Research and now modern technology says there really is a difference between how men and women think. Co-authors Holly Buchanan and Michele Miller spent three years reviewing research on marketing to women and compiling their findings in a book, The Soccer Mom Myth Today’s Female Consumer: Who She Really Is, Why She Really Buys (Wizard Academy Press).
Titles are often a tough decision and ultimately one of the most important. How did you determine the title of your book?
Holly: Michele and I went back forth over the title trying to find a title that would break through the stereotypes of women. We were brainstorming over lunch one day and came up with the soccer mom title and thought it just fit.
Did you talk with any soccer moms when researching the book?
Holly: We did talk to moms through our client work. We went out to the community through blogs and discussion forums which allowed us to be a fly on the wall and really listen to moms.
How did you find the experience of researching and writing the book?
Holly: When I first decided to write the book I was a nonbeliever that there were that many differences between men and women. And after three years of researching and writing the book, I learned so much about those differences. That was one of the nicest results of the project.
It was really fun for me to do. I’m kind of a geek and I love to follow all the neurology research, the communications books, and books about the human brain. The research we looked at was fairly new from the 1990s and 2000s.
The most surprising research we found was the differences in communications styles between men and women. I’m doing a lot of training right now on understanding male-female communications styles.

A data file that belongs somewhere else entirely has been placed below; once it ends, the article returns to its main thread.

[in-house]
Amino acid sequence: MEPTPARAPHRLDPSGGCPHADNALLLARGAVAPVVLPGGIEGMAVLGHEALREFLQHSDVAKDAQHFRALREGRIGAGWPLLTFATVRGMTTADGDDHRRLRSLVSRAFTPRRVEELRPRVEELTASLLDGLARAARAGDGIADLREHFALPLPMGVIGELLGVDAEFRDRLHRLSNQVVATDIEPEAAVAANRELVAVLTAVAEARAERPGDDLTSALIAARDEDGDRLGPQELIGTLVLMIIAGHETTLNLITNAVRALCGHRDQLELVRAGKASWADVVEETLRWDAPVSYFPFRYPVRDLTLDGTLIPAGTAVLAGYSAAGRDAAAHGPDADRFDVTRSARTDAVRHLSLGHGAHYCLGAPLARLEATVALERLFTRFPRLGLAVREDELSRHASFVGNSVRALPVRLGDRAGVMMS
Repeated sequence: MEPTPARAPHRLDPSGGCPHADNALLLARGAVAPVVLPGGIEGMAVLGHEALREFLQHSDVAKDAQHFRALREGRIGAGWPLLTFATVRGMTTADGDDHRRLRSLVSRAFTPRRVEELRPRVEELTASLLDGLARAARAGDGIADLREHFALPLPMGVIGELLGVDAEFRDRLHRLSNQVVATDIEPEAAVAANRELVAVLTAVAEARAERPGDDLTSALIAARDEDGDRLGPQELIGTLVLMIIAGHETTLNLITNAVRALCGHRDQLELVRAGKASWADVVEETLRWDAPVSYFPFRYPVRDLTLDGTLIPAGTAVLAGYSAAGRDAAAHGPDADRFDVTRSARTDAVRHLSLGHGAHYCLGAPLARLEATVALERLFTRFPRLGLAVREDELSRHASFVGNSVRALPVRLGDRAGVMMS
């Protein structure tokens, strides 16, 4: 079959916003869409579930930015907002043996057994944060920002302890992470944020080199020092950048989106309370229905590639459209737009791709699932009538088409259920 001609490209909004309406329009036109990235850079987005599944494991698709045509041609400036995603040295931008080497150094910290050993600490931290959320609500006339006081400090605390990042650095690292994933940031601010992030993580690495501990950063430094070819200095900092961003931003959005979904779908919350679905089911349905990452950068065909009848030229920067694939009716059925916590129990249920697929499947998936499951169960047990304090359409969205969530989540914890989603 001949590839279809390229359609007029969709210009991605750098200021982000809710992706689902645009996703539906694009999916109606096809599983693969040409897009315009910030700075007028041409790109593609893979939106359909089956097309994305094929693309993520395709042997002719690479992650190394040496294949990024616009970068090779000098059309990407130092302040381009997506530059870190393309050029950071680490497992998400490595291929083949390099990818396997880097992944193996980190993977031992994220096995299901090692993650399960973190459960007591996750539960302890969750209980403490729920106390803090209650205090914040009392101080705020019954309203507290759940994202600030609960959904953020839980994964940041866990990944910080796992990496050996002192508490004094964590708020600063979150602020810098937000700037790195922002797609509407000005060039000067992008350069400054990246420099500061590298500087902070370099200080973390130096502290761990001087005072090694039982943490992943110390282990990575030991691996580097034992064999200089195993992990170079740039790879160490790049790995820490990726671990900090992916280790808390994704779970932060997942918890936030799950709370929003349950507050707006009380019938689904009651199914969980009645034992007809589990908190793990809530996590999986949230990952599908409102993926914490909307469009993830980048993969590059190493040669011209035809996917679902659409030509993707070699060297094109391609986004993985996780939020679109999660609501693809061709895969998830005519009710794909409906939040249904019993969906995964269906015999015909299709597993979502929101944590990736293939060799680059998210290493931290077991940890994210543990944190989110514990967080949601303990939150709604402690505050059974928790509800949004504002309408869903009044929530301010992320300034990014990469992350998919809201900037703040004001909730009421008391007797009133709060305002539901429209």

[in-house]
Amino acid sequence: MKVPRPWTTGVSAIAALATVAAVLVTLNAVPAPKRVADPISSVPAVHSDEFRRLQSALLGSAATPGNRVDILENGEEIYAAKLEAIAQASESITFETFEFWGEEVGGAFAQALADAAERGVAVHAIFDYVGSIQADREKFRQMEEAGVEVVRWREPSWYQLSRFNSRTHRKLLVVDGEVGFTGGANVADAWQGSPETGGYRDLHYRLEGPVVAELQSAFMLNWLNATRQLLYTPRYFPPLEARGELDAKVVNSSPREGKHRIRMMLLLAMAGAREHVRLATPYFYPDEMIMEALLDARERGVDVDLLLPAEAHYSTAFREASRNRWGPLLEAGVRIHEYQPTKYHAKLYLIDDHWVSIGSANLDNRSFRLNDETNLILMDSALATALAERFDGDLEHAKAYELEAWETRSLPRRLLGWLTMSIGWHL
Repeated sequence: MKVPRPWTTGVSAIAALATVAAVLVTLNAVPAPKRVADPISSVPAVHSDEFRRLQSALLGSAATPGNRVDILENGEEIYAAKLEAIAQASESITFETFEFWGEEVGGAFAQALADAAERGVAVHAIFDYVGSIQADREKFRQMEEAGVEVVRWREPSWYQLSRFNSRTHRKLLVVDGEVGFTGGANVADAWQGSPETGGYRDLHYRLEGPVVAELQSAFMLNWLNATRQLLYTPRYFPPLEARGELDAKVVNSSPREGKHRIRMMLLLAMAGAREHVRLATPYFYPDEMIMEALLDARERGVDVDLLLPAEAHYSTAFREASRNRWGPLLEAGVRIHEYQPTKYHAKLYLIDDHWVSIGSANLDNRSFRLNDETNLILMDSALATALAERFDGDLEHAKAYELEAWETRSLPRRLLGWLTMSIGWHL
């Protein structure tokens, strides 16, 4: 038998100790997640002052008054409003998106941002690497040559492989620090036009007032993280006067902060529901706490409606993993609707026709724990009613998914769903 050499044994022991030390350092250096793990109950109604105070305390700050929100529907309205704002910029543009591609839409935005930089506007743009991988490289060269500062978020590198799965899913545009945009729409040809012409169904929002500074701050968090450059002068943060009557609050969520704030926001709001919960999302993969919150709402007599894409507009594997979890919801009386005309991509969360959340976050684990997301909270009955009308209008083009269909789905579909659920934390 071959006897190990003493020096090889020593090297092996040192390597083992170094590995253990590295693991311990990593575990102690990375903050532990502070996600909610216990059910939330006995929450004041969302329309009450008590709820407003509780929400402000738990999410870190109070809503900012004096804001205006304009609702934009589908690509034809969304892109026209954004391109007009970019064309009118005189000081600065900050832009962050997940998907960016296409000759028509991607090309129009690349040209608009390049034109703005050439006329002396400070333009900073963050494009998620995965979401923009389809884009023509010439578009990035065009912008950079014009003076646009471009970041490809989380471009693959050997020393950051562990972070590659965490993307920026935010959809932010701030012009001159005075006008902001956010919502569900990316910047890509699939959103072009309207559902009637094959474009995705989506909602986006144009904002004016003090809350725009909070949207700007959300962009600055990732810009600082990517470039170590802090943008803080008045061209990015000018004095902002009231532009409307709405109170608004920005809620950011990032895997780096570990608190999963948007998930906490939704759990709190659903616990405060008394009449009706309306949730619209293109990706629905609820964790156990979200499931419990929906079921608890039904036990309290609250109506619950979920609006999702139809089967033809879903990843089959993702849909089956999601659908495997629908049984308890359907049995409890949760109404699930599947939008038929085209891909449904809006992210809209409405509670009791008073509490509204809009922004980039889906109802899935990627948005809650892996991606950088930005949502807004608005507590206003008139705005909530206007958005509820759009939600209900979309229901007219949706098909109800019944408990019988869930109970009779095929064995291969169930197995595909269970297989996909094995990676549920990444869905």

Can you share a little bit about your writing process?
Holly: The writing process itself took a lot of time. There were many sacrificed dinners and golf games and many late nights spent writing. My spark tends to come later in the day so I like to write late afternoon and early evening.
I write very fast. I like to do brain dumps and then go back later and pretty it up. For the book, Michele and I divided up the chapters according to what each of us felt passionate about. Usually I found so much to say that the hardest part of the writing process was narrowing the writing down.
Did you find the process different than writing a blog or writing for radio copy?
Holly: Not really. Blog posts are supposed to be the equivalent of a 60-second radio spot.
We kept the chapters in the book short and used subheadings in each chapter which fits the style of blog posts – keep it short, get in and get out.
How did you get your start in writing?
Holly: I was originally a music major in college and wanted to work in radio as a DJ. The first radio station I worked at thought I had a nasal tone to my voice so instead of putting me on the radio they sent me to work with the creative and sales teams.
I started writing 60-second radio spots then moved into marketing, then marketing director and from there I started working with Internet marketing.
Can you share a few tips for aspiring writers?
Holly: The first tip is to absolutely do it! If you feel passionate about something, write about it. Second, work with really good editors. And, third if you’re writing a book, prepare a platform to promote your book yourself. Regardless of who you sign with, no one is going to promote your book but you.
Do you have tips for writers on getting a book published?
Holly: First decide what you want the book to do for you. Do you want to be a bestselling author or do you want to write books to use as a promotional tool, like a really expensive business card?
There are two ways to publish and deciding what you want to do with the book will help you select the best way to publish.
You can get an agent and work with a traditional publisher or you can self-publish and have greater control and a faster turnaround.
Any other books in the works?
Holly: I am working on a few other ideas. The next book will probably focus on how to market to women online and how to take advantage of social media.